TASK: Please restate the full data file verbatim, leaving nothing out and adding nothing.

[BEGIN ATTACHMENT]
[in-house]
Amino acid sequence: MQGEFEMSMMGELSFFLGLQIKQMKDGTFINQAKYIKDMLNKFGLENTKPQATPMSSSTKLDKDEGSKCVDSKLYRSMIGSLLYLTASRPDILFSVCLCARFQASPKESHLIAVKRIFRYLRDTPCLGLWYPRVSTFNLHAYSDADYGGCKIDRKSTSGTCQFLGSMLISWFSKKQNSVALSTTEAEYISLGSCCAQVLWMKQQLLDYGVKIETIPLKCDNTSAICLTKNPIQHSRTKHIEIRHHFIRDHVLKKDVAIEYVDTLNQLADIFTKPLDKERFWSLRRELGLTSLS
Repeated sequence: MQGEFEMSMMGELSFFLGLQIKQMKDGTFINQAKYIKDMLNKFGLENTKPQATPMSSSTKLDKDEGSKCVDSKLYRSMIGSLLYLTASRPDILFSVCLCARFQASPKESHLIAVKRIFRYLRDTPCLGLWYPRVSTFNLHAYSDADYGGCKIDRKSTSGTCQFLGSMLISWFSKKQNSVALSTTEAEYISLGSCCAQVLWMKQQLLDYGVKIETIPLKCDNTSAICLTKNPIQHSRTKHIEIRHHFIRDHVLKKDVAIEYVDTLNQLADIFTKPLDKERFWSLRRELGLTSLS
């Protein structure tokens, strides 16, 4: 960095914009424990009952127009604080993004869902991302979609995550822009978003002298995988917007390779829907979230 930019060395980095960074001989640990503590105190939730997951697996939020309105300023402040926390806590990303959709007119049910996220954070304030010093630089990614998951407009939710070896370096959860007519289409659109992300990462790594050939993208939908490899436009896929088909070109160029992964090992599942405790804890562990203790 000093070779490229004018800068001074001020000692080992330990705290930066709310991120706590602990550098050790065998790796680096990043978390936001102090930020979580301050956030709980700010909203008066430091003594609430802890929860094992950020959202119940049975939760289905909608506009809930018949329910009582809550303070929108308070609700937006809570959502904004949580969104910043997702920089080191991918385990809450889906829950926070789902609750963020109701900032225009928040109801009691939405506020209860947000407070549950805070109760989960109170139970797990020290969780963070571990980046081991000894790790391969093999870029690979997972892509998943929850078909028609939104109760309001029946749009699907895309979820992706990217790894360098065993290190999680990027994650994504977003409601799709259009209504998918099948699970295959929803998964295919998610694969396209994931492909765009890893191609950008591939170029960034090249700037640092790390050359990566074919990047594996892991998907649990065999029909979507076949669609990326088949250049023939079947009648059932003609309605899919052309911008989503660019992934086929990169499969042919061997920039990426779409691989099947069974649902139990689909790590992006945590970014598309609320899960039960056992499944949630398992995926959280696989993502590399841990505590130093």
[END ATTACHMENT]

[in-house]
Amino acid sequence: MQGEFEMSMMGELSFFLGLQIKQMKDGTFINQAKYIKDMLNKFGLENTKPQATPMSSSTKLDKDEGSKCVDSKLYRSMIGSLLYLTASRPDILFSVCLCARFQASPKESHLIAVKRIFRYLRDTPCLGLWYPRVSTFNLHAYSDADYGGCKIDRKSTSGTCQFLGSMLISWFSKKQNSVALSTTEAEYISLGSCCAQVLWMKQQLLDYGVKIETIPLKCDNTSAICLTKNPIQHSRTKHIEIRHHFIRDHVLKKDVAIEYVDTLNQLADIFTKPLDKERFWSLRRELGLTSLS
Repeated sequence: MQGEFEMSMMGELSFFLGLQIKQMKDGTFINQAKYIKDMLNKFGLENTKPQATPMSSSTKLDKDEGSKCVDSKLYRSMIGSLLYLTASRPDILFSVCLCARFQASPKESHLIAVKRIFRYLRDTPCLGLWYPRVSTFNLHAYSDADYGGCKIDRKSTSGTCQFLGSMLISWFSKKQNSVALSTTEAEYISLGSCCAQVLWMKQQLLDYGVKIETIPLKCDNTSAICLTKNPIQHSRTKHIEIRHHFIRDHVLKKDVAIEYVDTLNQLADIFTKPLDKERFWSLRRELGLTSLS
């Protein structure tokens, strides 16, 4: 960095914009424990009952127009604080993004869902991302979609995550822009978003002298995988917007390779829907979230 930019060395980095960074001989640990503590105190939730997951697996939020309105300023402040926390806590990303959709007119049910996220954070304030010093630089990614998951407009939710070896370096959860007519289409659109992300990462790594050939993208939908490899436009896929088909070109160029992964090992599942405790804890562990203790 000093070779490229004018800068001074001020000692080992330990705290930066709310991120706590602990550098050790065998790796680096990043978390936001102090930020979580301050956030709980700010909203008066430091003594609430802890929860094992950020959202119940049975939760289905909608506009809930018949329910009582809550303070929108308070609700937006809570959502904004949580969104910043997702920089080191991918385990809450889906829950926070789902609750963020109701900032225009928040109801009691939405506020209860947000407070549950805070109760989960109170139970797990020290969780963070571990980046081991000894790790391969093999870029690979997972892509998943929850078909028609939104109760309001029946749009699907895309979820992706990217790894360098065993290190999680990027994650994504977003409601799709259009209504998918099948699970295959929803998964295919998610694969396209994931492909765009890893191609950008591939170029960034090249700037640092790390050359990566074919990047594996892991998907649990065999029909979507076949669609990326088949250049023939079947009648059932003609309605899919052309911008989503660019992934086929990169499969042919061997920039990426779409691989099947069974649902139990689909790590992006945590970014598309609320899960039960056992499944949630398992995926959280696989993502590399841990505590130093």